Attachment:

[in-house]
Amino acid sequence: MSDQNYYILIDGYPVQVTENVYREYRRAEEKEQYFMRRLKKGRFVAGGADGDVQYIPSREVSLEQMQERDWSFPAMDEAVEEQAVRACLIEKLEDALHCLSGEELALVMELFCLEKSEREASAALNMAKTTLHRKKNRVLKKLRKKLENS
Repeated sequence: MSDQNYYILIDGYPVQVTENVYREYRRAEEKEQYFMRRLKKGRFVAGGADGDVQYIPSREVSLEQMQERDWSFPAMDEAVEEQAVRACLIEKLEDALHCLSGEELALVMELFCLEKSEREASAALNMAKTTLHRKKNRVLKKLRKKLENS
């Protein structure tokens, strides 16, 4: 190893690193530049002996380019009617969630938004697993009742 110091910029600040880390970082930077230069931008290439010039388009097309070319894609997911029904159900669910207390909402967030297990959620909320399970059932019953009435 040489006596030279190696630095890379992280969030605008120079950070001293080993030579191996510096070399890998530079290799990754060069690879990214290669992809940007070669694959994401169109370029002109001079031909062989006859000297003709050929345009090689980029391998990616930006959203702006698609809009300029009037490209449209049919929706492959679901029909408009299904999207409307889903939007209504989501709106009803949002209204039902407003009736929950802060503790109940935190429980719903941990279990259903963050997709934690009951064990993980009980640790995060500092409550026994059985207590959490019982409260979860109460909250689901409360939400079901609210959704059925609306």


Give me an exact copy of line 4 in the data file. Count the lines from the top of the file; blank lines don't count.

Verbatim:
């Protein structure tokens, strides 16, 4: 190893690193530049002996380019009617969630938004697993009742 110091910029600040880390970082930077230069931008290439010039388009097309070319894609997911029904159900669910207390909402967030297990959620909320399970059932019953009435 040489006596030279190696630095890379992280969030605008120079950070001293080993030579191996510096070399890998530079290799990754060069690879990214290669992809940007070669694959994401169109370029002109001079031909062989006859000297003709050929345009090689980029391998990616930006959203702006698609809009300029009037490209449209049919929706492959679901029909408009299904999207409307889903939007209504989501709106009803949002209204039902407003009736929950802060503790109940935190429980719903941990279990259903963050997709934690009951064990993980009980640790995060500092409550026994059985207590959490019982409260979860109460909250689901409360939400079901609210959704059925609306």